Dell Latitude 7320 Detachable Review: A Good but Extremely Expensive Hybrid
First, there is the iPad. After that Microsoft’s Surface came along and showed that you can get real work done on a tablet. Or, at least, some people can. The hybrid laptop-tablet design is either very much in the same world or at worst, depending on what you need to finish.
Whether you love them or hate them, hybrids are here to stay, and Apple and Microsoft are no longer the only players. The new Dell Latitude 7320 comes with the Surface line and that of Lenovo ThinkPad X12 (future review) to cover the growing field of options. The new separate Latitude is readily available most hours, but it doesn’t deliver anything the Surface hasn’t already offered.
Most in the Same World. perhaps
The appeal of the hybrid laptop-tablet gadget, at least as Surface says it is, you get a tablet with your laptop. The underlying assumption is that the hybrid is first and foremost a good laptop, and here Latitude takes advantage of the Surface.
It’s almost a copy of Surface Pro 7 as you can get without a case. A slight variation is a kickstand that holds the screen, arguably achieving the Surface’s greatest success. The Dell version ends up being a little less solid the higher you place the screen. I rarely notice this in everyday use, but if you have a screen upright on your lap, it will work better on the Surface or Lenovo.
Clever in design, the Latitude is very close to the Surface Pro 7, even with more rounded edges and slightly smaller bezels. As of this Line on XPS laptops, Dell has brought the bezels to the point where you can’t even notice them.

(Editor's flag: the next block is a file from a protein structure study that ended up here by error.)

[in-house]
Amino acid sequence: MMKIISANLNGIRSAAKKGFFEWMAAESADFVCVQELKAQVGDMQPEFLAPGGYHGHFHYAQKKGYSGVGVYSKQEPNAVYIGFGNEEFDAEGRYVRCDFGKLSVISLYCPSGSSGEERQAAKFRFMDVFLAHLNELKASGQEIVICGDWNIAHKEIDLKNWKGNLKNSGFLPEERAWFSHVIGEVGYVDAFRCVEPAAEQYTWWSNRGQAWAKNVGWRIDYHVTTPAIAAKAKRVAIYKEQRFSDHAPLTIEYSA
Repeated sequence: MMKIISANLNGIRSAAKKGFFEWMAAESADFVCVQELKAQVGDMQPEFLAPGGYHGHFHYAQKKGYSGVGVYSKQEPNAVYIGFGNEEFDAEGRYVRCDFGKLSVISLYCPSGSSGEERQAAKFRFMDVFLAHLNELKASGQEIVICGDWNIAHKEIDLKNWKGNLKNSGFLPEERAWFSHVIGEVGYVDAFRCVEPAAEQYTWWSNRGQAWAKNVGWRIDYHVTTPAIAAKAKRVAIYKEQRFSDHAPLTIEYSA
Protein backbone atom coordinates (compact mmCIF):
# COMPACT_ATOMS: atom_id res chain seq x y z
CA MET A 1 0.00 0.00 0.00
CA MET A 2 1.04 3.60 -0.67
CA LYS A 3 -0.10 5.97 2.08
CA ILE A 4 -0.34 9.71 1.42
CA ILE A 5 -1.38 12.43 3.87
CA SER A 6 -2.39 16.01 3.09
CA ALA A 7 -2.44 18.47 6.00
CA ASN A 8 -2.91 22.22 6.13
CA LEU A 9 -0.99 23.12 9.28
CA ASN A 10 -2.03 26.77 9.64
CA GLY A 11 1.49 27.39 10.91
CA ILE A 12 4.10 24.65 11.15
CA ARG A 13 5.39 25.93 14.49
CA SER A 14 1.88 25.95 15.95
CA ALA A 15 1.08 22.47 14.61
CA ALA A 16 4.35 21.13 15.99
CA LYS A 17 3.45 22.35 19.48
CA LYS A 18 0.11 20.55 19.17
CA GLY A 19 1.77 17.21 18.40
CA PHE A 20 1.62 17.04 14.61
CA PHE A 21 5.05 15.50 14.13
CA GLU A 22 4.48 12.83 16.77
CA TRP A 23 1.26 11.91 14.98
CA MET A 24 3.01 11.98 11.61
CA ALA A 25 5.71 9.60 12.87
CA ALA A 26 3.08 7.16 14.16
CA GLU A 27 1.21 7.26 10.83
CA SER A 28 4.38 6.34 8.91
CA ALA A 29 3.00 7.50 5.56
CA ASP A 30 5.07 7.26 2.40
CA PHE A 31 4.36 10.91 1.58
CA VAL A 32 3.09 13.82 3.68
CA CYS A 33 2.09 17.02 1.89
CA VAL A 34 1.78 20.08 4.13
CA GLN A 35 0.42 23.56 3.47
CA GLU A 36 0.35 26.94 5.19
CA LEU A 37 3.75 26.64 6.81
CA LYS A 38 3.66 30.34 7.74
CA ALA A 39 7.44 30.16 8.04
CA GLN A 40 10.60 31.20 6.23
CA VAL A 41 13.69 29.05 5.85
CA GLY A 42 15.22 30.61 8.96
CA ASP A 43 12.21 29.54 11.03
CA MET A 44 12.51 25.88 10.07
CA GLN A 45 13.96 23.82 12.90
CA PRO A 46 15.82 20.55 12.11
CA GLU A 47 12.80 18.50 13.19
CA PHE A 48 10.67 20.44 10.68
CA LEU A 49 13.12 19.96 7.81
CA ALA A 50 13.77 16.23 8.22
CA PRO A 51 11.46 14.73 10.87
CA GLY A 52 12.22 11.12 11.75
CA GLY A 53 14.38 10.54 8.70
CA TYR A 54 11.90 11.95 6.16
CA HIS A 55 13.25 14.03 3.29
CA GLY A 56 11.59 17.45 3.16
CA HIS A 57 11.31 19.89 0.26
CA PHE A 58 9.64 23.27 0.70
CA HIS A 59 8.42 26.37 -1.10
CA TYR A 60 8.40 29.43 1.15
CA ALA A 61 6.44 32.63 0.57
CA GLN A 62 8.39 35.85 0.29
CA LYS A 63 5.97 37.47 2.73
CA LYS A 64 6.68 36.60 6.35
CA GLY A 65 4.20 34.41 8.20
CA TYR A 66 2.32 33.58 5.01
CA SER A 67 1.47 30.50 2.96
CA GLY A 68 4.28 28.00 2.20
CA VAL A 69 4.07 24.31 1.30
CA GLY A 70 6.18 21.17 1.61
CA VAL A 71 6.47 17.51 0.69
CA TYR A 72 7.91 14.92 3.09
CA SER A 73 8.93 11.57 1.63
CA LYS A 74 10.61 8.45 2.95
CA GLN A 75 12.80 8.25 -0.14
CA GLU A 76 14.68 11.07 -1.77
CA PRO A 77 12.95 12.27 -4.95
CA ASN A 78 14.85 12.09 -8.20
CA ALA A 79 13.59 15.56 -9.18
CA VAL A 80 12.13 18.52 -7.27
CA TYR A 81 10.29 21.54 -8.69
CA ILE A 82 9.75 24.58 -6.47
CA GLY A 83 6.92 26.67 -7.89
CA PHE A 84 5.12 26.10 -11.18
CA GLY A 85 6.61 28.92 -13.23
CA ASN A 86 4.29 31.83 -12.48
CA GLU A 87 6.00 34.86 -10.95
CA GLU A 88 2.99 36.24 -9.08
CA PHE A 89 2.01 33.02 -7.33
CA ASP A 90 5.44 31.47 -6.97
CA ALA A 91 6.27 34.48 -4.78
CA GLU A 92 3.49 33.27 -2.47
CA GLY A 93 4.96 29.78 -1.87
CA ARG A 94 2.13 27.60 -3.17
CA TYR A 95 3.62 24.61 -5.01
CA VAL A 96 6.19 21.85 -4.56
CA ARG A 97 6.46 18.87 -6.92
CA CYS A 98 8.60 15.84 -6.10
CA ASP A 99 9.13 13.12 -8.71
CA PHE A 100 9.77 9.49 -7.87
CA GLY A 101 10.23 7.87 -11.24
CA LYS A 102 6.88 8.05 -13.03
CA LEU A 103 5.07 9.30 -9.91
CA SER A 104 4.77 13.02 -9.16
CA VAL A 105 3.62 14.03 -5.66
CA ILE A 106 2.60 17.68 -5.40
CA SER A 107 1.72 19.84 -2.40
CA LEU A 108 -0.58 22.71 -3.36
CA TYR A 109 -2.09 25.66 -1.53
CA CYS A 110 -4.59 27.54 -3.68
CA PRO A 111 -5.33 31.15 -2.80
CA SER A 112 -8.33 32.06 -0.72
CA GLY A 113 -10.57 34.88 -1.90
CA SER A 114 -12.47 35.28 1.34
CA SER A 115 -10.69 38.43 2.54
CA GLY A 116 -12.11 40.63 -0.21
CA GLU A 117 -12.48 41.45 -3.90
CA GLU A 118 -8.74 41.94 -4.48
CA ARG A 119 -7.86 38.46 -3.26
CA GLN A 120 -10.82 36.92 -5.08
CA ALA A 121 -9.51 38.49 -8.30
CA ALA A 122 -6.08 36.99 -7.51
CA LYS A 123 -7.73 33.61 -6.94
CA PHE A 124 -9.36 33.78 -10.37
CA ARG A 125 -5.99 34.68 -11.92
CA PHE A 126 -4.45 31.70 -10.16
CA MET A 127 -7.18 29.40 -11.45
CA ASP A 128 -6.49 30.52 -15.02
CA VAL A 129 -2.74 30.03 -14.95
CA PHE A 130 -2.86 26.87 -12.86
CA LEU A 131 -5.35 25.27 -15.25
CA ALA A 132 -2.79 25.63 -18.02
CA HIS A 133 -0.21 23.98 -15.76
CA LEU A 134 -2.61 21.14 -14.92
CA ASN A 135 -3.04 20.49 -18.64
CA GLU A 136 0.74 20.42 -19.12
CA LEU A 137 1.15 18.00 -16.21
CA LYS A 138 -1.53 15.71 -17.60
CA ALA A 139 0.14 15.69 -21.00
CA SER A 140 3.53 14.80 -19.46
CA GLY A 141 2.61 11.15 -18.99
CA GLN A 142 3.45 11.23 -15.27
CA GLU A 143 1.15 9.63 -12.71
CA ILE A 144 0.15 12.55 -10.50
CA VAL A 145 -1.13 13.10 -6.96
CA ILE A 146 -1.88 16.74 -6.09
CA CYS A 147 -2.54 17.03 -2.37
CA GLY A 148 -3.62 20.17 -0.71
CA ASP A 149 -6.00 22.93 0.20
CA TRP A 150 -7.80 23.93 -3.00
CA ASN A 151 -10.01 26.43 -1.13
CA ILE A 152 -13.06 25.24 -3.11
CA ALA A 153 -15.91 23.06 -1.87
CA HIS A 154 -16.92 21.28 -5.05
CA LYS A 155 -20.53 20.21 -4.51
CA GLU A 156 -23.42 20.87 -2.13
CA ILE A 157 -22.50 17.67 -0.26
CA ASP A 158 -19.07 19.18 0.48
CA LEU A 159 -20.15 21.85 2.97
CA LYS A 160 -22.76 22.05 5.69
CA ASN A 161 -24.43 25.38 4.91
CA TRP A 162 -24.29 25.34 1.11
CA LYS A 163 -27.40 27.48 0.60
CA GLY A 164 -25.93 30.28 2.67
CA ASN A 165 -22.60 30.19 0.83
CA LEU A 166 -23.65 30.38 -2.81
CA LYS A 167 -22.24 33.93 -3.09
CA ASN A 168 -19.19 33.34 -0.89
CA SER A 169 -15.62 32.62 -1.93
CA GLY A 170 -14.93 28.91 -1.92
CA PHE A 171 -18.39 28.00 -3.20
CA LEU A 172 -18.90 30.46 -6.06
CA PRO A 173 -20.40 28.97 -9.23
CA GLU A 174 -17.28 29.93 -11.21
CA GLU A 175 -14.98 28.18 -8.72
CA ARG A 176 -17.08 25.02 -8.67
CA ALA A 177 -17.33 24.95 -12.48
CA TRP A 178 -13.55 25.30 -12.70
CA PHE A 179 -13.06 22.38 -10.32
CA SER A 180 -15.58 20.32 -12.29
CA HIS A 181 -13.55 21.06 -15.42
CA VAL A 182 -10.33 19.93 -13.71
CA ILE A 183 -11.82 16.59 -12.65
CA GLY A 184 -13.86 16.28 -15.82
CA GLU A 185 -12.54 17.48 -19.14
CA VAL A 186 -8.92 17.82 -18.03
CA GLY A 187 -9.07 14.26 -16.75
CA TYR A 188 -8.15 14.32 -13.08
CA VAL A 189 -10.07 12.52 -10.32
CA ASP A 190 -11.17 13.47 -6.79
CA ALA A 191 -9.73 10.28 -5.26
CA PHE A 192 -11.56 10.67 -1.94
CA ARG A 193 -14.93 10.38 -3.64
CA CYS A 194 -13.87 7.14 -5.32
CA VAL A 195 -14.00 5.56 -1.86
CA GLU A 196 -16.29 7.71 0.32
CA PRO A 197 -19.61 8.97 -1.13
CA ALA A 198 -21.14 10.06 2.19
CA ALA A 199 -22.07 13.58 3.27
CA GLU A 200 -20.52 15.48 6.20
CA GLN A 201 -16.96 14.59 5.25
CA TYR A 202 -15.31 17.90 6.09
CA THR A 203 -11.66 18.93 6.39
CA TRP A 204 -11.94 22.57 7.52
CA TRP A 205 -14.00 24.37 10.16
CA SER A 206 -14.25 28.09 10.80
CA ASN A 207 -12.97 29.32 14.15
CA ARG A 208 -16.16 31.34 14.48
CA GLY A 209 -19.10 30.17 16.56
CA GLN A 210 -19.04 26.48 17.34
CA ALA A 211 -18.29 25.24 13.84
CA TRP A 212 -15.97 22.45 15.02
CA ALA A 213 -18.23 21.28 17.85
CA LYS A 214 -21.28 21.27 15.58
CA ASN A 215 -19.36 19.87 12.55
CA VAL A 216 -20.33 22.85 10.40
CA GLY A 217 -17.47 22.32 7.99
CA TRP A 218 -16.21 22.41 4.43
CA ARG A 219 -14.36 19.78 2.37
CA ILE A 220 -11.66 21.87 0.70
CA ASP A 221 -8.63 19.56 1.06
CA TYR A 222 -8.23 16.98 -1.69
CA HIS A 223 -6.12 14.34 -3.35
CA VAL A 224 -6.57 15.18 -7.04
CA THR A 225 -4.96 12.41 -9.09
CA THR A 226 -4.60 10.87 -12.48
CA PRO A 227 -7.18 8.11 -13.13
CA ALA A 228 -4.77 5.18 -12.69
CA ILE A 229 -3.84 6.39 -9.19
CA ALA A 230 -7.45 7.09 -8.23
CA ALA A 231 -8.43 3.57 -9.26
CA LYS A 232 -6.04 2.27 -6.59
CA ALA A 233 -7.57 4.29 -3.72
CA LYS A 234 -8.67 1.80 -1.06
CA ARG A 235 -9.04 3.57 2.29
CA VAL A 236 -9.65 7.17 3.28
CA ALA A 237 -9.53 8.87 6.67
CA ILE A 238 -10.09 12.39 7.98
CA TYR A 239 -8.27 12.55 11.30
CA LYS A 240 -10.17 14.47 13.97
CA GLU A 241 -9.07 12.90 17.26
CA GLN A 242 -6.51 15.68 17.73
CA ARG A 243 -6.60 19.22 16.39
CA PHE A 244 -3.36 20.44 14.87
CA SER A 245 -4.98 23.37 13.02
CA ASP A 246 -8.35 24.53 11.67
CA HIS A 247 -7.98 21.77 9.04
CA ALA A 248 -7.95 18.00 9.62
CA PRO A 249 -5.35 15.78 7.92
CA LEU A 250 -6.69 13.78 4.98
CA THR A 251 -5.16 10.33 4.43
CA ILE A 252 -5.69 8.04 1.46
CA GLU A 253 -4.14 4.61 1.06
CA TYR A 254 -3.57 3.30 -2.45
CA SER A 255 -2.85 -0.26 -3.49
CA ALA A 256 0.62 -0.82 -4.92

The 13-inch, 3: 2 ratio, IPS display (1,920 x 1,280 pixels) is good and bright but lacks accuracy obtained at the Surface’s high resolution (which packs 2,880 x 1,920 pixels) at a small display size of 12.3 inches). The Latitude display is better in color, but unless you’re a creative pro, maybe that’s not the case. The screen is a winning area on the Surface, but it’s something you won’t notice if you don’t put them in line.
There is not a ton of room for ports of hybrid machines. The Latitude 7320 offers two Thunderbolt 4-powered USB-C ports, one on each side of the screen. This is an addition to the Surface, which lacks Thunderbolt support. There is also (thanks) a headphone jack. There is a model with LTE support that includes a slot for a micro-SIM, but otherwise both the USB port and headphone jack are what you get.
The Latitude 7320 features 11th-generation Intel Core processors. The model I tested had a Core i7 chip, 16 gigabytes of RAM, and a 256-gigabyte PCIe SSD. Dell has a wide range of options for the 7320. The lower-end models will use Intel Core i3 chips, and the mid-range will be available with the i5. The RAM options run from a whopping 4 gigabytes (not recommended) up to the 16-gig model I tested.